Certain staff have to live on the job in order to perform their duties adequately, such as a housemaster in a boarding school. In that case the provision of that accommodation is not treated as a taxable benefit for the employee.
Other employees may be provided with a home as it is traditional for their role, such as for a gamekeeper on a country estate. In this case the employer-provided accommodation will be a taxable benefit unless both these conditions are met:
- the accommodation is provided for better performance of the employee’s duties
- the employment is one of the kinds in which it is customary for employers to provide living accommodation to a particular class of employee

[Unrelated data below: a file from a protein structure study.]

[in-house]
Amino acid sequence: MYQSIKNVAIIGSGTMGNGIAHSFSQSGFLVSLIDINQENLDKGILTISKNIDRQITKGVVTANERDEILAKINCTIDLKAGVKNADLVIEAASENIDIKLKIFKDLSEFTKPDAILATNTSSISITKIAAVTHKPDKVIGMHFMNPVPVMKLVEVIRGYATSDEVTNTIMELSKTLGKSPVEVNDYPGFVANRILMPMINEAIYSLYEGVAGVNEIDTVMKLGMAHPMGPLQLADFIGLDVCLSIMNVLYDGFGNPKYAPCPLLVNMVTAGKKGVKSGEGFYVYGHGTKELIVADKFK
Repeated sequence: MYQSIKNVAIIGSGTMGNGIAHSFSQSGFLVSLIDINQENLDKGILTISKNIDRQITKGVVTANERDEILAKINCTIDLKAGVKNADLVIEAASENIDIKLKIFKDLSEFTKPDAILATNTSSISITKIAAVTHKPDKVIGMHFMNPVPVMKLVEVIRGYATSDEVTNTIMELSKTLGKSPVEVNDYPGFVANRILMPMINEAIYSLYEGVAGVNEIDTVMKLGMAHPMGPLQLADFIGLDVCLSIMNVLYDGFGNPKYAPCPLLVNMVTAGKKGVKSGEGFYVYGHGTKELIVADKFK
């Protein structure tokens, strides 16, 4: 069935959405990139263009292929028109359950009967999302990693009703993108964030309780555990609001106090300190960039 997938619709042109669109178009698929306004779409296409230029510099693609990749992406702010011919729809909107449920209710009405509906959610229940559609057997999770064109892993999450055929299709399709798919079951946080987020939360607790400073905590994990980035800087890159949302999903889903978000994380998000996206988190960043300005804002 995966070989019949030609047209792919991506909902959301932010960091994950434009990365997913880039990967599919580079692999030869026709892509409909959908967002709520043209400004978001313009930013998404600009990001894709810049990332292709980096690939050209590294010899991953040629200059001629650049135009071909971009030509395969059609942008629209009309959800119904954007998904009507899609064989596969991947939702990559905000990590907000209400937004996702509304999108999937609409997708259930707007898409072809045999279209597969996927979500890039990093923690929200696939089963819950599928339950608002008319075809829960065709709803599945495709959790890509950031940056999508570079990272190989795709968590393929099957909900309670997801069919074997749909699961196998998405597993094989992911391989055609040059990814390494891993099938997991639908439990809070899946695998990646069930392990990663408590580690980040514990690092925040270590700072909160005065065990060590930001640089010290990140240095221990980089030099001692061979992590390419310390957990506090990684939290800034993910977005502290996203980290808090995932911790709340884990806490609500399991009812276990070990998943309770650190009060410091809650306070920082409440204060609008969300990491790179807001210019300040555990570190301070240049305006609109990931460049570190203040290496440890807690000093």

HMRC is reviewing all situations which rely on the customary test, to check whether the accommodation should be tax free or not. The customary test must be applied across the trade sector as a whole, not just for the specific employer alone. If less than half of employees in that type of employment are provided with living accommodation, then the perk is taxable.
If you have staff who are currently not taxed on the home they enjoy as part of their job, those arrangements should be reviewed without delay.